In an operational health and safety memo put before city council Monday, Nov. 23, Armstrong Community Services manager Warren Smith described an incident in which a disgruntled resident made a verbal threat to staff at the public works office.
Smith’s memo explained the resident called city hall to make a complaint regarding local snow removal on Nov. 12. After not getting the response they wanted, the resident then added a “veiled threat of violence” against public works staff.
“It was a comment made that they would be coming down to our public works yard and that they were going to cause harm to our staff,” Smith told the Morning Star Thursday, Nov. 26.
Smith said city management has investigated the situation and believes the comment was flippant, and there is no sincere threat to city staff.
As in many municipalities, Smith said it’s an ongoing issue in Armstrong, particularly when it comes to snow removal operations or other city services.
He said in the three years he’s served as community services manager, there have been roughly half a dozen threats of a serious nature directed at city and public works staff. Snow removal is just one of several “testy subjects” that have led to threats of violence in the past, Smith said; others include water utility billing and other taxes.
In some cases, people have made threats against public works staff while they’re operating equipment, leaving their vehicles to approach staff members on the job. Smith said, in the last couple of years, the city has dealt with these incidents directly through its bullying and harassment policy.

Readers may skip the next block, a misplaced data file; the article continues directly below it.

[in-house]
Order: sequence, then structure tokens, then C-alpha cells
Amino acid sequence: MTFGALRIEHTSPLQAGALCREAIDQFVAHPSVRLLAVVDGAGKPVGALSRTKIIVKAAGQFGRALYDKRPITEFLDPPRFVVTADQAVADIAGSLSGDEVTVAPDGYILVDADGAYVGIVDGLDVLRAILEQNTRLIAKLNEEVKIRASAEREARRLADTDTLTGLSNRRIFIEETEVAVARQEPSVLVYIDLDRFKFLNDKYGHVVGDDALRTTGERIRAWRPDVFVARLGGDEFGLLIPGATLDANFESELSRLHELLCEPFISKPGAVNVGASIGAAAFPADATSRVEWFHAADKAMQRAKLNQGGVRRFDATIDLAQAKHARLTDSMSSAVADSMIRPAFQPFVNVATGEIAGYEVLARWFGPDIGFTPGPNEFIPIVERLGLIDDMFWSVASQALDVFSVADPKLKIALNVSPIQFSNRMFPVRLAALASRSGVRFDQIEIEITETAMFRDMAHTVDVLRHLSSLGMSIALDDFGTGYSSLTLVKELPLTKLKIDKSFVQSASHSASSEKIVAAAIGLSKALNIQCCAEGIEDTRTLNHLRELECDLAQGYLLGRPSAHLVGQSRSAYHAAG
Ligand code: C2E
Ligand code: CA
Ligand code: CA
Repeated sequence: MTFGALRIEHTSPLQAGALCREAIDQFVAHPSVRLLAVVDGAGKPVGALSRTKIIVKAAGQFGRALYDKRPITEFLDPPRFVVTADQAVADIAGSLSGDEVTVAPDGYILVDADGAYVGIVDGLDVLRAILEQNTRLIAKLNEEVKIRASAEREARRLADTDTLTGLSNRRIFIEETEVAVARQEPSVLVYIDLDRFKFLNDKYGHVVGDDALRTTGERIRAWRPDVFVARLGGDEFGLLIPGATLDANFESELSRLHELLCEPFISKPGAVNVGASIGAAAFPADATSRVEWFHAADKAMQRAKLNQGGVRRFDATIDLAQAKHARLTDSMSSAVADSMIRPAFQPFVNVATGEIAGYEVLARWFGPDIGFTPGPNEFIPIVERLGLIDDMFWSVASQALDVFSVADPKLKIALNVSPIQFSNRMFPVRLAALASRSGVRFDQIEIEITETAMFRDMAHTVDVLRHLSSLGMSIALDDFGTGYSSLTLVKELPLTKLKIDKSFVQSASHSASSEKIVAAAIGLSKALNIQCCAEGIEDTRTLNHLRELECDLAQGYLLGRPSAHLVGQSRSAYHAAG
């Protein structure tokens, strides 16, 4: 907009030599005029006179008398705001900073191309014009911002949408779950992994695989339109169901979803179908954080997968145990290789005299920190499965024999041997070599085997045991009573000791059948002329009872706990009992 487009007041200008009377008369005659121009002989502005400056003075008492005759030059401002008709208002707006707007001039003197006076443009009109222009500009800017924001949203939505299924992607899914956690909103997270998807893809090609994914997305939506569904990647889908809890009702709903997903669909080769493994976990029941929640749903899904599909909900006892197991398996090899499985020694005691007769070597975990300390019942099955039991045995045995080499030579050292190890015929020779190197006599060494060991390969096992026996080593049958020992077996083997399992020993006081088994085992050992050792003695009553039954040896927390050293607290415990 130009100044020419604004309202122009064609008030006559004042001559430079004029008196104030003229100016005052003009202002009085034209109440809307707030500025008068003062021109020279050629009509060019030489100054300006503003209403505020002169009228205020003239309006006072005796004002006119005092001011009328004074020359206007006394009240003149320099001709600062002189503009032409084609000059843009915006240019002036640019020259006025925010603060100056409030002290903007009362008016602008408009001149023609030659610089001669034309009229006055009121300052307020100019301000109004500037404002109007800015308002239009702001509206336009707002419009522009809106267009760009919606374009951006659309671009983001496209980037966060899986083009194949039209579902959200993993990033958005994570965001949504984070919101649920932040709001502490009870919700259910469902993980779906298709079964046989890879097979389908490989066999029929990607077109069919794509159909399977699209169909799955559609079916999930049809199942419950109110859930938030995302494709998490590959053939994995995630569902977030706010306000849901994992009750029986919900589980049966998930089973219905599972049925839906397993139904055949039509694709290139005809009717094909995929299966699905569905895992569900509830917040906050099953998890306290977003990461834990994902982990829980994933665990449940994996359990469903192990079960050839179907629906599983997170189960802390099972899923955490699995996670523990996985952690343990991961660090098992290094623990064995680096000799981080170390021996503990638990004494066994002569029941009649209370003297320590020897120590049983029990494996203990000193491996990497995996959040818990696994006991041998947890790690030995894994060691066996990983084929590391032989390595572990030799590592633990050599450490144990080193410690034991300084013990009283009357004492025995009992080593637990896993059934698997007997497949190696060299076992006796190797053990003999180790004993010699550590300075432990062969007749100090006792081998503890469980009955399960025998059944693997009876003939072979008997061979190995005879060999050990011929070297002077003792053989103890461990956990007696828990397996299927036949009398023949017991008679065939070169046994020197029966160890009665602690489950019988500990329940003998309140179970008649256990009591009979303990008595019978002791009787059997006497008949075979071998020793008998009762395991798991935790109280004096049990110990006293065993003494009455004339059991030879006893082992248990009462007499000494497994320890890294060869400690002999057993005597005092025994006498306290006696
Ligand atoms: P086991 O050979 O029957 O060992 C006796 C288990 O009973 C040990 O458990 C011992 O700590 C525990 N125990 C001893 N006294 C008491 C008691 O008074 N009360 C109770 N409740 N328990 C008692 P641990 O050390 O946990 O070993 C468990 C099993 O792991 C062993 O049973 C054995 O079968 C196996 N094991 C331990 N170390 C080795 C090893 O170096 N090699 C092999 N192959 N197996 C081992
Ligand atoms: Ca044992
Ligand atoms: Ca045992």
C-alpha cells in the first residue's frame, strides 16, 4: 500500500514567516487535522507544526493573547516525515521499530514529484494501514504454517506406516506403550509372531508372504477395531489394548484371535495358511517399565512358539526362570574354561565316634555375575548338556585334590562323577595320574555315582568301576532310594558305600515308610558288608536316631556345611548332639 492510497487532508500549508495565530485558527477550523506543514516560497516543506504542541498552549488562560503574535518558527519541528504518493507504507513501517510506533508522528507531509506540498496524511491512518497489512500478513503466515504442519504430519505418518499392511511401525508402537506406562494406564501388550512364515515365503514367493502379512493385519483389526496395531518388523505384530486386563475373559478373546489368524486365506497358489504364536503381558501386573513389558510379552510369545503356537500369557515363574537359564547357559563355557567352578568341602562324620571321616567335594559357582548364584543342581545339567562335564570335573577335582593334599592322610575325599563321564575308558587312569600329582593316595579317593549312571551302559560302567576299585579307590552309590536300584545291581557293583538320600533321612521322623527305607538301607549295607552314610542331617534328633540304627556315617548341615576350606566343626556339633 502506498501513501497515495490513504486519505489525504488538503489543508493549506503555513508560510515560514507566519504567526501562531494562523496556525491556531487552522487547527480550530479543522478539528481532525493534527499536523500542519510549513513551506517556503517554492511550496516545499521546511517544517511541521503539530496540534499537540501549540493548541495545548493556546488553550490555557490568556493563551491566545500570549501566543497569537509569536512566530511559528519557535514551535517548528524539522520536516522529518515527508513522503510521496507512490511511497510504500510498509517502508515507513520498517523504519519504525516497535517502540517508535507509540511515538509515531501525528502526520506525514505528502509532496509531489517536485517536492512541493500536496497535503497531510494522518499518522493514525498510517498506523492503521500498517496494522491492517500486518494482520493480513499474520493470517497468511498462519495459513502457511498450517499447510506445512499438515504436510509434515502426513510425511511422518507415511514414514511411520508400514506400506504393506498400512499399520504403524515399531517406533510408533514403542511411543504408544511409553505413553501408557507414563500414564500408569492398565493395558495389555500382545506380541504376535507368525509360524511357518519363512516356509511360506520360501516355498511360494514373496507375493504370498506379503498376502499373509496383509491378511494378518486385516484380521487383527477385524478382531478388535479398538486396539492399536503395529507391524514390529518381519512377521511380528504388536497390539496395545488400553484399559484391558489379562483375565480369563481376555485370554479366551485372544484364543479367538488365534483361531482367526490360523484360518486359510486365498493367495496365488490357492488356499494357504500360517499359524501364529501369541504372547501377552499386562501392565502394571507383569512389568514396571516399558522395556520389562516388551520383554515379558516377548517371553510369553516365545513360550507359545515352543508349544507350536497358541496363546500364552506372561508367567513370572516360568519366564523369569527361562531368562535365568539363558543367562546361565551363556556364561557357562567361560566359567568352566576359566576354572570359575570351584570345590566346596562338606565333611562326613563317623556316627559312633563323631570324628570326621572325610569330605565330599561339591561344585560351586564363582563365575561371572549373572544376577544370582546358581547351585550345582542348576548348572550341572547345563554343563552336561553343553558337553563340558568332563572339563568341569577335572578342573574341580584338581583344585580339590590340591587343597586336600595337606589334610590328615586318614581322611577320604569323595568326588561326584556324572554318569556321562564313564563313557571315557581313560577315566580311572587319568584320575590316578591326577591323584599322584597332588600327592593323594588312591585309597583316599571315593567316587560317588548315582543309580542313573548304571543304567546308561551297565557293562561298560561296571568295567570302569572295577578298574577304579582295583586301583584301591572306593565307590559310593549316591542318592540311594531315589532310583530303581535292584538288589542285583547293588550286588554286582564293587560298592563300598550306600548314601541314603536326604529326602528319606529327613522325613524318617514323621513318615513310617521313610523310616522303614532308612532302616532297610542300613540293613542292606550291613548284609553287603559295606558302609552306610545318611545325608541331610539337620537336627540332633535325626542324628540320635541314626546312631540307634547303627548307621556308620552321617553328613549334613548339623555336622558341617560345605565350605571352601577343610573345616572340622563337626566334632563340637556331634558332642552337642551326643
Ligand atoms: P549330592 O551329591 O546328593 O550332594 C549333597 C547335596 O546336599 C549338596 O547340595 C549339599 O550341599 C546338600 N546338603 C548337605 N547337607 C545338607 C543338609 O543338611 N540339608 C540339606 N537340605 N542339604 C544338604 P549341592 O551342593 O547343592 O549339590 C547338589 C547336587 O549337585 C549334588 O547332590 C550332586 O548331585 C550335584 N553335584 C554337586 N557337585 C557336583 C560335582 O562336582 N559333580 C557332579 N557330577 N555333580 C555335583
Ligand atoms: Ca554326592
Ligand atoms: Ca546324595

The city will continue to review the incident without involving the RCMP.
Smith said the city reports threats against staff to the RCMP if deemed necessary, but chose to handle this incident internally.
Some people claim, after the fact, that the threats they made were meant to be light-hearted or humorous. Smith said that’s an invalid excuse, and won’t deter the city from taking necessary action.
“It is a reoccurring mental health issue for some of our staff, so even terms that are made in a joking manner can have a residual effect against our staff,” he said. “Even though it may have been something light-hearted, it is something that we take quite seriously.”
The city has various mechanisms for lodging a complaint in an appropriate manner — albeit with slight limitations during the pandemic. That includes contacting the city by email or phone, filing a complaint in-person at city hall or reaching out to city councillors directly, using their contact information provided on the city’s website.
“We fully understand that people get frustrated, they either don’t have all of the information, they’re upset, there’s been a burden on them, we fully understand that but want to appropriately communicate with people in a respectful manner so we can try and resolve and come to some type of agreed terms,” Smith said.